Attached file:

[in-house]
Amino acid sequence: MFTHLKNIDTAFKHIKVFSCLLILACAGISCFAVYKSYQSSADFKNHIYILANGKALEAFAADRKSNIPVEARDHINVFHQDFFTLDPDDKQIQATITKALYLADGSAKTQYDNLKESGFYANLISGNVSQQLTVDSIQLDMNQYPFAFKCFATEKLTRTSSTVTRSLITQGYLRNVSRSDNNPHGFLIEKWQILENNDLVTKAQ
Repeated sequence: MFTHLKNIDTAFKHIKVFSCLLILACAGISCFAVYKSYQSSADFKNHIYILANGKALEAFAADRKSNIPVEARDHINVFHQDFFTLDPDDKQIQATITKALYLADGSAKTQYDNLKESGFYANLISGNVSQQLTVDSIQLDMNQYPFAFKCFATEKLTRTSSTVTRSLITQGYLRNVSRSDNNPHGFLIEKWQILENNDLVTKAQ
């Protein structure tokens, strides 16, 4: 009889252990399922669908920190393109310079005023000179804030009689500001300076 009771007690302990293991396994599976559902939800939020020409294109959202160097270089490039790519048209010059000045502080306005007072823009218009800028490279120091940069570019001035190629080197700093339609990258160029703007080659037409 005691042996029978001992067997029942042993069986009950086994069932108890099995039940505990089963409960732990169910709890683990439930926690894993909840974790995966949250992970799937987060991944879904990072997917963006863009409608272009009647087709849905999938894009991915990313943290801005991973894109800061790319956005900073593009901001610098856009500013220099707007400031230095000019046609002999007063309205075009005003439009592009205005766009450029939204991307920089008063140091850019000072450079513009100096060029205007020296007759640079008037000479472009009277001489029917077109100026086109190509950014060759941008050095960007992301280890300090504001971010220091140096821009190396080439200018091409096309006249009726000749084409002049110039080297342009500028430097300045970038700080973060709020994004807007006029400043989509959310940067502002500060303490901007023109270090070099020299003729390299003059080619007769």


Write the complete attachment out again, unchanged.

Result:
[in-house]
Amino acid sequence: MFTHLKNIDTAFKHIKVFSCLLILACAGISCFAVYKSYQSSADFKNHIYILANGKALEAFAADRKSNIPVEARDHINVFHQDFFTLDPDDKQIQATITKALYLADGSAKTQYDNLKESGFYANLISGNVSQQLTVDSIQLDMNQYPFAFKCFATEKLTRTSSTVTRSLITQGYLRNVSRSDNNPHGFLIEKWQILENNDLVTKAQ
Repeated sequence: MFTHLKNIDTAFKHIKVFSCLLILACAGISCFAVYKSYQSSADFKNHIYILANGKALEAFAADRKSNIPVEARDHINVFHQDFFTLDPDDKQIQATITKALYLADGSAKTQYDNLKESGFYANLISGNVSQQLTVDSIQLDMNQYPFAFKCFATEKLTRTSSTVTRSLITQGYLRNVSRSDNNPHGFLIEKWQILENNDLVTKAQ
């Protein structure tokens, strides 16, 4: 009889252990399922669908920190393109310079005023000179804030009689500001300076 009771007690302990293991396994599976559902939800939020020409294109959202160097270089490039790519048209010059000045502080306005007072823009218009800028490279120091940069570019001035190629080197700093339609990258160029703007080659037409 005691042996029978001992067997029942042993069986009950086994069932108890099995039940505990089963409960732990169910709890683990439930926690894993909840974790995966949250992970799937987060991944879904990072997917963006863009409608272009009647087709849905999938894009991915990313943290801005991973894109800061790319956005900073593009901001610098856009500013220099707007400031230095000019046609002999007063309205075009005003439009592009205005766009450029939204991307920089008063140091850019000072450079513009100096060029205007020296007759640079008037000479472009009277001489029917077109100026086109190509950014060759941008050095960007992301280890300090504001971010220091140096821009190396080439200018091409096309006249009726000749084409002049110039080297342009500028430097300045970038700080973060709020994004807007006029400043989509959310940067502002500060303490901007023109270090070099020299003729390299003059080619007769």